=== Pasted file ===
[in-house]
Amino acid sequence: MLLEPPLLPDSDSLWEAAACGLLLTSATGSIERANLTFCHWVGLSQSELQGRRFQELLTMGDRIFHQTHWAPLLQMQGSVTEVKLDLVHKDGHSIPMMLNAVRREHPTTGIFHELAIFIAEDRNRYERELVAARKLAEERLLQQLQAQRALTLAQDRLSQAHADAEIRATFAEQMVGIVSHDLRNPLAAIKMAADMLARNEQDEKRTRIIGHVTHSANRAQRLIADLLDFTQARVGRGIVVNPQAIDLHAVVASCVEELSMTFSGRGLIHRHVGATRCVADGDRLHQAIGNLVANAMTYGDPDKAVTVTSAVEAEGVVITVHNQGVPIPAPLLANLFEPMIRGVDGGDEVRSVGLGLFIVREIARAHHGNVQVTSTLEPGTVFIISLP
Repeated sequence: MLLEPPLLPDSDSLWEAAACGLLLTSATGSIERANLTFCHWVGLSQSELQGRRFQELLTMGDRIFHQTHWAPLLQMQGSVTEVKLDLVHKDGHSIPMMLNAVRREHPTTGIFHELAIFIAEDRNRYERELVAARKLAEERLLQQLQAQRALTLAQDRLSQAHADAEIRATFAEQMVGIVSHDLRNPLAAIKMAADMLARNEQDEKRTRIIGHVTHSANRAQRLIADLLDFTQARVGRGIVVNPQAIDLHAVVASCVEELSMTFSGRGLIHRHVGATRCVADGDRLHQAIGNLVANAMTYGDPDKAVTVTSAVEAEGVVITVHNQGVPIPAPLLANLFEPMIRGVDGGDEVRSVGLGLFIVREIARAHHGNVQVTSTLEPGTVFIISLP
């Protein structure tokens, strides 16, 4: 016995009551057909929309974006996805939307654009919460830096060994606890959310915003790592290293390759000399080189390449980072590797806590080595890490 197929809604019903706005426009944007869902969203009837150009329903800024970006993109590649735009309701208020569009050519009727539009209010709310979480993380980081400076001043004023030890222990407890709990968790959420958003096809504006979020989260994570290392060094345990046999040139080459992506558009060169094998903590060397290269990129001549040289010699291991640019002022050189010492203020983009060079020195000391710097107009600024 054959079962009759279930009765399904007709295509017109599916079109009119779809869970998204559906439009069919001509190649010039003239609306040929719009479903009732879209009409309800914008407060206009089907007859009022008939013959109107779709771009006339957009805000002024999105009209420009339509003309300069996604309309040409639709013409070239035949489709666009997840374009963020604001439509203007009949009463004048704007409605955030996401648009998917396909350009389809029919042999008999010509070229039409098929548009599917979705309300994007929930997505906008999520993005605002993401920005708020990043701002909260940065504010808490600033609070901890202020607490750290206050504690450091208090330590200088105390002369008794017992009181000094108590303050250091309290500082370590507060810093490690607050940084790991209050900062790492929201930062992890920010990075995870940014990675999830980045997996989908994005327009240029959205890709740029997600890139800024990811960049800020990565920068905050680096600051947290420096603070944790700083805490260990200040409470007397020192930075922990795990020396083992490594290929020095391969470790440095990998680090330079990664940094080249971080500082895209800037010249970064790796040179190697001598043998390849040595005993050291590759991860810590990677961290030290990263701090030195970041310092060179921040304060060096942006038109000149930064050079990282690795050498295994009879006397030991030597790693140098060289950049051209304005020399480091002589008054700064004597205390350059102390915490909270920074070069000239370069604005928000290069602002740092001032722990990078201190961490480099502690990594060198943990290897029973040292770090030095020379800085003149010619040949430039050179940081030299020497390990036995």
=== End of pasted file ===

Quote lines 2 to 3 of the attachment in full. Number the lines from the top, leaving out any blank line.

Amino acid sequence: MLLEPPLLPDSDSLWEAAACGLLLTSATGSIERANLTFCHWVGLSQSELQGRRFQELLTMGDRIFHQTHWAPLLQMQGSVTEVKLDLVHKDGHSIPMMLNAVRREHPTTGIFHELAIFIAEDRNRYERELVAARKLAEERLLQQLQAQRALTLAQDRLSQAHADAEIRATFAEQMVGIVSHDLRNPLAAIKMAADMLARNEQDEKRTRIIGHVTHSANRAQRLIADLLDFTQARVGRGIVVNPQAIDLHAVVASCVEELSMTFSGRGLIHRHVGATRCVADGDRLHQAIGNLVANAMTYGDPDKAVTVTSAVEAEGVVITVHNQGVPIPAPLLANLFEPMIRGVDGGDEVRSVGLGLFIVREIARAHHGNVQVTSTLEPGTVFIISLP
Repeated sequence: MLLEPPLLPDSDSLWEAAACGLLLTSATGSIERANLTFCHWVGLSQSELQGRRFQELLTMGDRIFHQTHWAPLLQMQGSVTEVKLDLVHKDGHSIPMMLNAVRREHPTTGIFHELAIFIAEDRNRYERELVAARKLAEERLLQQLQAQRALTLAQDRLSQAHADAEIRATFAEQMVGIVSHDLRNPLAAIKMAADMLARNEQDEKRTRIIGHVTHSANRAQRLIADLLDFTQARVGRGIVVNPQAIDLHAVVASCVEELSMTFSGRGLIHRHVGATRCVADGDRLHQAIGNLVANAMTYGDPDKAVTVTSAVEAEGVVITVHNQGVPIPAPLLANLFEPMIRGVDGGDEVRSVGLGLFIVREIARAHHGNVQVTSTLEPGTVFIISLP